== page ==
For nearly two decades, Mary M. Sweeney Scafuri was the "go-to" person at the Allegheny County coroner's office who comforted families in times of sorrow, aided police in their investigations and kept order at tense coroner's inquests.
Mrs. Scafuri, who used her maiden name Mary Sweeney in her professional life, rose to the position of chief deputy coroner and was invaluable to those investigating homicides and drug cases in the 1980s and 1990s, detectives said.
"She was so accommodating and so knowledgeable about the process," recalled retired Pittsburgh police Cmdr. Ronald Freeman, who oversaw the city's homicide squad. "Anything you needed Mary either got it or knew where to get it.
"And her personality was so exceptional. The morgue is a house of death, but she was just a bright light in that institution."
Mrs. Scafuri, 53, died Monday in her Oakmont home from a brain tumor first diagnosed in August.
The fifth oldest of nine siblings, Mrs. Scafuri grew up in Morningside. She attended St. Raphael School in Morningside and Peabody High School until her senior year when she went to Aurora, Colo., and graduated from a high school there in 1978.
Upon returning to Pittsburgh, she acquired a job as a clerk-secretary in the family division of Allegheny County Common Pleas Court. Then Allegheny County Coroner Cyril H. Wecht hired her as a clerk in the county morgue where she worked under several coroners and moved up over the years to secretary, to deputy coroner and finally assistant chief deputy coroner.
"I remember her as a very nice, pleasant, sweet young lady," Dr. Wecht said. "She performed her duties in a competent fashion and was a good, solid, hardworking, loyal employee.
"[Her advancement] shows that she worked hard and deserved what she earned."
For retired Pittsburgh police narcotics detectives Barry Fox, Raoul Rapneth and Claudia Salerno, Mrs. Scafuri was instrumental in their investigation of the infamous China White case in 1988. In that notorious case, 18 people in the region overdosed and died from injecting 3-methylfentanyl, a synthetic drug that was sold on the street as an extremely strong batch of heroin. The overdoses, including scores of non-fatal ones, continued until the source of the drug, a Calgon chemist and his accomplice were identified and apprehended.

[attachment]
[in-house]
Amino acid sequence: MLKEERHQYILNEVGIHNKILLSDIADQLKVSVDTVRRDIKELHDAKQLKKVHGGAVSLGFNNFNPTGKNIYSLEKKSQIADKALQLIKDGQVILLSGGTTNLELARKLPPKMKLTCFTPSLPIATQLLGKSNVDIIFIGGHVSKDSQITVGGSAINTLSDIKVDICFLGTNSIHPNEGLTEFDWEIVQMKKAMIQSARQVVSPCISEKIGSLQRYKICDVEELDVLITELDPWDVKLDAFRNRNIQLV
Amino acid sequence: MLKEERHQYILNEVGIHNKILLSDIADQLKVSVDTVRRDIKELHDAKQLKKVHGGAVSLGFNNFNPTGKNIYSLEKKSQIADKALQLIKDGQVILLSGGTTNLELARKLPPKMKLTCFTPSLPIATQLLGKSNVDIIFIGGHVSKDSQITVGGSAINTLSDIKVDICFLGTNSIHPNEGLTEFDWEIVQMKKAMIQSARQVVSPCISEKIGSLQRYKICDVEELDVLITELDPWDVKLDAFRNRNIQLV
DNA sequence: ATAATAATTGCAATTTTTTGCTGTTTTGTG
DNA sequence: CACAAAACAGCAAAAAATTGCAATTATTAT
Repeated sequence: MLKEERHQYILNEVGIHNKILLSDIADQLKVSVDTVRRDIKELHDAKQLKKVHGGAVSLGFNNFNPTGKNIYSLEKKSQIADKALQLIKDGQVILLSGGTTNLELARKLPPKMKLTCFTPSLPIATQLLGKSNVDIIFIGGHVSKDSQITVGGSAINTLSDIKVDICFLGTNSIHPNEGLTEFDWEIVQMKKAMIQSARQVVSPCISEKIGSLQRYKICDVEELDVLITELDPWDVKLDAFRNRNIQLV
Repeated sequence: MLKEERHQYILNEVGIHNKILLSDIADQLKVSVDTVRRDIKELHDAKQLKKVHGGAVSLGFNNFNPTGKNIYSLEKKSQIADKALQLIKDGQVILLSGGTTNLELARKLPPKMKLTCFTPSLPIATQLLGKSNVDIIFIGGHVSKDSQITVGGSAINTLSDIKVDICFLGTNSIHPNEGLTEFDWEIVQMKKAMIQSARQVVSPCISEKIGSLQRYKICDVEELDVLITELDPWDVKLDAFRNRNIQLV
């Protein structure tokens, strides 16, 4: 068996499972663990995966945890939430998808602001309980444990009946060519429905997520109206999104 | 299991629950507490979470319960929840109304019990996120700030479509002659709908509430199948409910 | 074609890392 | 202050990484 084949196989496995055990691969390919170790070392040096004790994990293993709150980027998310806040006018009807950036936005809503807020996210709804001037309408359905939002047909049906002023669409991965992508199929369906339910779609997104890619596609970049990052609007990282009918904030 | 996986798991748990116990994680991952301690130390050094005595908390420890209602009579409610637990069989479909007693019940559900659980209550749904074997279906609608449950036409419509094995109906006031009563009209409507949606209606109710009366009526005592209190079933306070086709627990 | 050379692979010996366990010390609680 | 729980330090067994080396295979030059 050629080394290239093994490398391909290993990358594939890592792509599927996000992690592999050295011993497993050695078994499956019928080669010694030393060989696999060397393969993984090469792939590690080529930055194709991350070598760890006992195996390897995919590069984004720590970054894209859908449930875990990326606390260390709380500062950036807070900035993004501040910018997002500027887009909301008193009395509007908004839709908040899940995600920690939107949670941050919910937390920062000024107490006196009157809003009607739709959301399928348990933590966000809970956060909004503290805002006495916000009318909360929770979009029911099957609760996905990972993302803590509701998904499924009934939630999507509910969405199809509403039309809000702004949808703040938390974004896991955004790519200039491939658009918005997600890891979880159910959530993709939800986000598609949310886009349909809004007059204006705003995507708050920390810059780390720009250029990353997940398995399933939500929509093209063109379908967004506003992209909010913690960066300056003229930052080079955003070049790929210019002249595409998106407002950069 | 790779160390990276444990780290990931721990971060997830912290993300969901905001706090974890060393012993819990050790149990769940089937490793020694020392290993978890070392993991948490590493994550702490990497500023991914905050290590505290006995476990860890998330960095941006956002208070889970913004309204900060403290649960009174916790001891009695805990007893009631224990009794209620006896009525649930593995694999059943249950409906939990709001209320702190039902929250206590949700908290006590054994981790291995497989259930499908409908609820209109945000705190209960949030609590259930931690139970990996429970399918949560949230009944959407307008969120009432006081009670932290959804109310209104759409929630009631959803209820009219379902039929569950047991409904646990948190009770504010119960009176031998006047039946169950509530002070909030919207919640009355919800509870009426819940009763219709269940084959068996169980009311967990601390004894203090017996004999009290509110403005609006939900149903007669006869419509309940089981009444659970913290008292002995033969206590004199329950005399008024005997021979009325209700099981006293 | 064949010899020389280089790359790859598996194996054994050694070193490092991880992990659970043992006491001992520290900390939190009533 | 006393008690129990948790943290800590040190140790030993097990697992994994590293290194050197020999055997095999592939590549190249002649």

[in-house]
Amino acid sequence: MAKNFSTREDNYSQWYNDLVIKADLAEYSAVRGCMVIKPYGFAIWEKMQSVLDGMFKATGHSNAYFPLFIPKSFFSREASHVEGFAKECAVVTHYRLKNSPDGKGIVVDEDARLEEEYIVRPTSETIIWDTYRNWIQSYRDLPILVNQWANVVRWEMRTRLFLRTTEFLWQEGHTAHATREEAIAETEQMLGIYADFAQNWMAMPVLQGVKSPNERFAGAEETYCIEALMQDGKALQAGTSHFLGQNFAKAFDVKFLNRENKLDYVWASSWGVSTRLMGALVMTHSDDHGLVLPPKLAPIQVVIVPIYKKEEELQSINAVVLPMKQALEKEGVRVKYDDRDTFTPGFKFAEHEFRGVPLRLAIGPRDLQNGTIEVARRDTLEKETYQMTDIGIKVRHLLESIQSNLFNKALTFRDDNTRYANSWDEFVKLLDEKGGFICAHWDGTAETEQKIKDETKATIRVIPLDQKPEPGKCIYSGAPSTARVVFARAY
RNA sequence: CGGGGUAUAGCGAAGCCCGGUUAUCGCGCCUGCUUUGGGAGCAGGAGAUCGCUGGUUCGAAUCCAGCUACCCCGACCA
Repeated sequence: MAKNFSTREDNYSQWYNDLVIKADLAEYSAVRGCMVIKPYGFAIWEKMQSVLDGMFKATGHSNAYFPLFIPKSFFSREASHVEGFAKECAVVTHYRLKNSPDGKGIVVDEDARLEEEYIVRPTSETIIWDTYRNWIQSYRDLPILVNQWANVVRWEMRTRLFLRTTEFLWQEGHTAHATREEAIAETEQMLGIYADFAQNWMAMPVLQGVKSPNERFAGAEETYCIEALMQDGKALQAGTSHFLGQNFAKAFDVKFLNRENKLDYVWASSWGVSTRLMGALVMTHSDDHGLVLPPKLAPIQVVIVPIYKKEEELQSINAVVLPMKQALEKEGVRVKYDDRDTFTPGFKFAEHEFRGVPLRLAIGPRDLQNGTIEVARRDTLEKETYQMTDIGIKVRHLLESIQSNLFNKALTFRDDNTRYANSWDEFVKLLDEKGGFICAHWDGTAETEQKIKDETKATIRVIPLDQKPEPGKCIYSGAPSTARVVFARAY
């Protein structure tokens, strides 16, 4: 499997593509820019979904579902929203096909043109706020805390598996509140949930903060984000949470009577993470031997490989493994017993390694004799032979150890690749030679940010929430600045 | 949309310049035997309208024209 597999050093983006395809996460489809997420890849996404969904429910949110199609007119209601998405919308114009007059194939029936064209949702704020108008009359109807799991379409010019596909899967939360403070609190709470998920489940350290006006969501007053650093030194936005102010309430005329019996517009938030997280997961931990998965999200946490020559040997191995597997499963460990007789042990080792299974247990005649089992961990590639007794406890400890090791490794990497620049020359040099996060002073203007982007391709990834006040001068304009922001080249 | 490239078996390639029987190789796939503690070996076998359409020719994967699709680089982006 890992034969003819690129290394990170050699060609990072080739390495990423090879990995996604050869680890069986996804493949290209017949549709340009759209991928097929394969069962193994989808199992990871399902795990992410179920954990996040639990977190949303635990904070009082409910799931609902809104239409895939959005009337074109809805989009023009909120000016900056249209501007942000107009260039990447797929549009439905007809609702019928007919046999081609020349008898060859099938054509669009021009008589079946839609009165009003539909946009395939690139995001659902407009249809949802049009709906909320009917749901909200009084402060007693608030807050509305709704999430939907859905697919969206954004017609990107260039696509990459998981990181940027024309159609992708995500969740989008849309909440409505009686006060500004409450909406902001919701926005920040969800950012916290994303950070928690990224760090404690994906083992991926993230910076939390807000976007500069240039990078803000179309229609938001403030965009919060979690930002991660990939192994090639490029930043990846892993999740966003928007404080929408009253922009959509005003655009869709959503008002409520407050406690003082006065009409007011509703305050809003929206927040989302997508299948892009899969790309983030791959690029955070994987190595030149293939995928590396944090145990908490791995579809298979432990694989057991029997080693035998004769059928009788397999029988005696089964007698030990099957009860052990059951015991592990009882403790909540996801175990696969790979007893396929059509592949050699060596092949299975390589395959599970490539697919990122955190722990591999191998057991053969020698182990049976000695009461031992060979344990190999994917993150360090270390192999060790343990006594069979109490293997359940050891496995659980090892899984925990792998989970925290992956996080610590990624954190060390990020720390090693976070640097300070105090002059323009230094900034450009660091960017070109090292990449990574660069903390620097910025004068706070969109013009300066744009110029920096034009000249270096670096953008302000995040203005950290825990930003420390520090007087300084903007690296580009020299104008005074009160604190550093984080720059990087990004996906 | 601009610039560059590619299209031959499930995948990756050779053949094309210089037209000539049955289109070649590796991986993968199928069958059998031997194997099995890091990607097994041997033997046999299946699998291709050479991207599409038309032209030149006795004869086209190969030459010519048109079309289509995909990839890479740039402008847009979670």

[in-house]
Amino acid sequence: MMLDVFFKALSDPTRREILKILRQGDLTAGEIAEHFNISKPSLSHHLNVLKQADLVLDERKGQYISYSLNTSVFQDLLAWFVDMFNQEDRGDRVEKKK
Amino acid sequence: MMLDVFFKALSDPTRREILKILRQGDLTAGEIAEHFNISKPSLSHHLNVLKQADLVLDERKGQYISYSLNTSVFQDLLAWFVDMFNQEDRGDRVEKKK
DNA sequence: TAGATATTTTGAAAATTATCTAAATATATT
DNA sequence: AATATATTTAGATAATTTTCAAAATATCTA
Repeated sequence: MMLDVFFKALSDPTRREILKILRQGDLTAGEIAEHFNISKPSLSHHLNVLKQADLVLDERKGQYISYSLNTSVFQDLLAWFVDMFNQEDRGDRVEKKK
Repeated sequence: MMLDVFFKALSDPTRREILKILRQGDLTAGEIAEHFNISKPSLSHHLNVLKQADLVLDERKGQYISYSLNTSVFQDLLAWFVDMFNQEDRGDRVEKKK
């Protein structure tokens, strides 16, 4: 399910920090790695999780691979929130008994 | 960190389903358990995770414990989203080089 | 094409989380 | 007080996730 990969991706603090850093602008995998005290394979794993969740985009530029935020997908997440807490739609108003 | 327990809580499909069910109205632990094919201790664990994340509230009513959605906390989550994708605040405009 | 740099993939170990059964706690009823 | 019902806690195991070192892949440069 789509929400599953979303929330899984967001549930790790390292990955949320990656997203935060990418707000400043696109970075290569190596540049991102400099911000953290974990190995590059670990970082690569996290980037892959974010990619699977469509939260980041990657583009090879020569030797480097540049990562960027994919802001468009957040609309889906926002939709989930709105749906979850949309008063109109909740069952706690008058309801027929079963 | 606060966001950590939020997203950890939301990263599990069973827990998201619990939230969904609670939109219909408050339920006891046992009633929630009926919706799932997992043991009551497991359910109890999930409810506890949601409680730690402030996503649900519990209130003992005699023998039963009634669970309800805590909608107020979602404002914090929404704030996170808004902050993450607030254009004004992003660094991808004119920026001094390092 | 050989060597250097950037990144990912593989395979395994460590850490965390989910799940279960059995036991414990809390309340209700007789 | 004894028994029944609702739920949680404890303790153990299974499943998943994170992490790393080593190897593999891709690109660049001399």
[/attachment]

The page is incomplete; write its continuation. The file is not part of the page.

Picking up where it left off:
"She was a perfect liaison," Mr. Fox said. "Whatever she could provide us, she did. It's important to have a go-to person on a high-level investigation like that, especially with all the deaths the case involved.
"Mary was beyond helpful. She went above and beyond because it was important to the community."
"She made things go a lot easier and much quicker," Mr. Rapneth said. "She was the person who could cut through the red tape. She was absolutely instrumental to us getting information as quickly as possible."
In her position, Mrs. Scafuri brought compassion and comfort to numerous families in their time of sorrow, said Daniel Sweeney of Oakmont, one of her brothers. That was evident in her tireless work in the wake of the Sept. 8, 1994, crash of USAir Flight 427 in Hopewell that killed 132 people. She was among the workers who volunteered for the gruesome, but necessary, task of searching for human remains so they could be identified and turned over to their loved ones.
"She literally lived on the Air Force base out there in one of the hangars," Mr. Sweeney said. "Finding body parts and valuables, tagging and marking and helping retrieve them -- it took a lot out of her emotionally but she did it for the families. She wanted to try to make sure everyone was accounted for because she felt it was important that every family had complete closure.
"She was a great person. That's the way she was at the coroner's office -- she made sure the families of loved ones got their due respect."
Upon leaving the coroner's office, she held various positions such as working as a clerk in a jewelry store and a state liquor store; serving as assistant director of the Riverview Community Action Corp. in Oakmont, and as a clerk in various district courts until her illness.
In addition to her brother Dan Sweeney, she is survived by her husband, Lawrence A. Scafuri Jr.; her mother, Vivian Colligan Sweeney of Oakmont; four sisters, Jeaninne Sweeney Payne of Los Angeles, Grace A. Sweeney-Mauer of Springfield, Ill., and Theresa Sweeney Creighan and Joan Fuscia, both of Oakmont; and two other brothers, Jim Sweeney of Springdale and Mike Sweeney of Oakmont.
A blessing service was held Tuesday at Burket-Truby Funeral Home in Oakmont. The family suggests memorials be made to a charity in Mrs. Scafuri's name.
Michael A. Fuoco: firstname.lastname@example.org or 412-263-1968.